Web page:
An Overview of FATCA

With the federal government facing a growing number of U.S. residents trying to hide their funds from federal authorities, Congress enacted the Foreign Account Tax Compliance Act. Under the various provisions of the law, those U.S. residents who fall under the U.S. tax net are required to report their foreign bank accounts each year. This portion of the law was nothing new. U.S. taxpayers have long been required to self-report foreign bank accounts with balances that reach or exceed $10,000 by way of Foreign Bank Account Reporting (FBAR) laws. But a new provision contained in the FATCA legislation changed the way that foreign governments and their financial institutions interact with the United States government with regard to information sharing.

Interestingly, the FATCA legislation does not impose a new tax, despite the law being the revenue-raising portion of the Hiring Incentives to Restore Employment (HIRE) Act, back in 2010. Instead, the goal of the statute is to enlist foreign banks in the search for the assets of “U.S. persons”.

The FATCA legislation has two central provisions. First and much like FBAR laws already in effect, U.S. persons who own or have signatory authority over an account at a foreign financial institution must report via the IRS Form 8938, Statement of Specified Foreign Financial Assets. Second, foreign financial institutions must enter into an agreement with the Internal Revenue Service that involves the bank combing through their customer records and passing along the names, tax identification numbers (TIN), contact information, and a list of transactions of those account holders that are identified as being “foreign”. Overseas banks that do not comply are subject to a huge financial hit: a mandatory withholding of 30% of the gross amount that is paid by a U.S. payor.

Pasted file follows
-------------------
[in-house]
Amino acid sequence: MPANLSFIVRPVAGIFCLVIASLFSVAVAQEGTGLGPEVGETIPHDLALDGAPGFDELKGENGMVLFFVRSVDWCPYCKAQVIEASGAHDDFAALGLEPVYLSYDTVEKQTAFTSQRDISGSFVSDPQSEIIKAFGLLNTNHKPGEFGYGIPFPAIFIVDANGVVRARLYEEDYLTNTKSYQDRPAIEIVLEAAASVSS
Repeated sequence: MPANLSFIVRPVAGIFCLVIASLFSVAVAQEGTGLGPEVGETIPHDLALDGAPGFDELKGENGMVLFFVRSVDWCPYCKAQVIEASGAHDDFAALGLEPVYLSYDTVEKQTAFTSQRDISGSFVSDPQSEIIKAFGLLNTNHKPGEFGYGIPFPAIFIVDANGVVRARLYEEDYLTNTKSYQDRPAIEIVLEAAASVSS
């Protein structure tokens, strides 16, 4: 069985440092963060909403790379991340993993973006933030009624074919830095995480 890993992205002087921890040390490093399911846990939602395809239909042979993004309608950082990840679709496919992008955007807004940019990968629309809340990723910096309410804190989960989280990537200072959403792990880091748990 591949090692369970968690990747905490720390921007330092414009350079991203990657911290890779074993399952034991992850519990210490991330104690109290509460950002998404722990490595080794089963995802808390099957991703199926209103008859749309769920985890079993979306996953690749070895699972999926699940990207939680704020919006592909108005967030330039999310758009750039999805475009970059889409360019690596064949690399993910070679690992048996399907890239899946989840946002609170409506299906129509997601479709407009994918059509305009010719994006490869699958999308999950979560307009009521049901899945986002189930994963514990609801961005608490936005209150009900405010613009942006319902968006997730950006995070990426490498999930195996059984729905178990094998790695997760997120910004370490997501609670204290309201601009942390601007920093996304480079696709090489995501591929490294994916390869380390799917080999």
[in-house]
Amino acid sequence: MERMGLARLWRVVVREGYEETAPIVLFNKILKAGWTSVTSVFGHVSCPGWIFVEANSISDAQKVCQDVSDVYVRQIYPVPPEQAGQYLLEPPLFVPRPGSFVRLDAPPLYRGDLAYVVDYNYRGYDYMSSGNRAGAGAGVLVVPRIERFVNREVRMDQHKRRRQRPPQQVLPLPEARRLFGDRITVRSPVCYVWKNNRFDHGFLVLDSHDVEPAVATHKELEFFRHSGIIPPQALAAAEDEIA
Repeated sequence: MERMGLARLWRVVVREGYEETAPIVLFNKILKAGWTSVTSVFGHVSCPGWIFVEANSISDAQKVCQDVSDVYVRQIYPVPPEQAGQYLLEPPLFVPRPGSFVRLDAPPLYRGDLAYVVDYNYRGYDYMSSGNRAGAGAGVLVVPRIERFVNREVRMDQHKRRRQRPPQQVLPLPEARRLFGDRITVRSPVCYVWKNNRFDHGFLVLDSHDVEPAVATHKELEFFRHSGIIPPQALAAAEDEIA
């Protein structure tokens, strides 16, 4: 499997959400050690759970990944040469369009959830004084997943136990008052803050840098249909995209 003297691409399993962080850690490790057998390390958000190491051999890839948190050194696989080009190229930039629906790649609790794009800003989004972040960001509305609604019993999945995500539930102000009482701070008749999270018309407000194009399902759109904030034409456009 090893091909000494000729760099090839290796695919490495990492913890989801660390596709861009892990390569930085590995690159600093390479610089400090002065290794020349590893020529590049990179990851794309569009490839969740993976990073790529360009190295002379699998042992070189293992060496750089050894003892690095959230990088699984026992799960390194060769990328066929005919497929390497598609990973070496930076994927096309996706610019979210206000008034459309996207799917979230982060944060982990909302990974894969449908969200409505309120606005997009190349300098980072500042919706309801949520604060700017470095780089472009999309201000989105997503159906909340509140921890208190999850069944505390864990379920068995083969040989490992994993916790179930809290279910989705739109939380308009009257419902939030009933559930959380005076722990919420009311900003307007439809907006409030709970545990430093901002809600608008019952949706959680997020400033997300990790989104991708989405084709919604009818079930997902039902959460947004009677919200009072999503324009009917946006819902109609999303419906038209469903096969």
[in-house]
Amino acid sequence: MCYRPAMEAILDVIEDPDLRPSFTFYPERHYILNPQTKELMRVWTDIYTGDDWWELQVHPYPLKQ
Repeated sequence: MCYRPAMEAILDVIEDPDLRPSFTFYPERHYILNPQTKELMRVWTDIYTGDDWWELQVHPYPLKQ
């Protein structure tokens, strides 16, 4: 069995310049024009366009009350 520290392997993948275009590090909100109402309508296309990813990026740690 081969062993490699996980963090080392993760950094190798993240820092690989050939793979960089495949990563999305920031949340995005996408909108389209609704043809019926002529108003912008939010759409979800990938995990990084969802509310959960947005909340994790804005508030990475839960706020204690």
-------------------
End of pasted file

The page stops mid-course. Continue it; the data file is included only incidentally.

To achieve the requirement set out by FATCA, the IRS promulgated Form W-8BEN. Under most circumstances, every customer of a foreign bank that is considered to be “foreign” must fill out the form. A foreign bank customer is not required to report their status on a W-8EN if their foreign financial institution is located in a country that has entered into an Intergovernmental Agreement (IGA) with the United States. IGA’s have become an increasingly popular method of coming into compliance with FATCA regulations and are also a cause of great concern for taxpayers who have foreign accounts that have yet to be declared.

The ABC’s of IGA’s 

There are generally two types of Intergovernmental Agreements. First, the IGA Model 1 agreement requires foreign financial institutions to report the information described above (pertaining to their foreign account holders) to their respective governments, who then will transmit the information to the IRS. Second, an IGA Model 2 agreement removes the foreign government as a middleman and mandates that the foreign bank send the required information directly to the IRS. 67 nations have officially signed Model 1 agreements and seven have officially entered into the Model 2 agreement. Another 39 nations have come to agreements with the U.S. in substance and are waiting to sign formal agreements.  A complete list of the countries that have entered into FATCA IGA’s with the U.S. can be found here.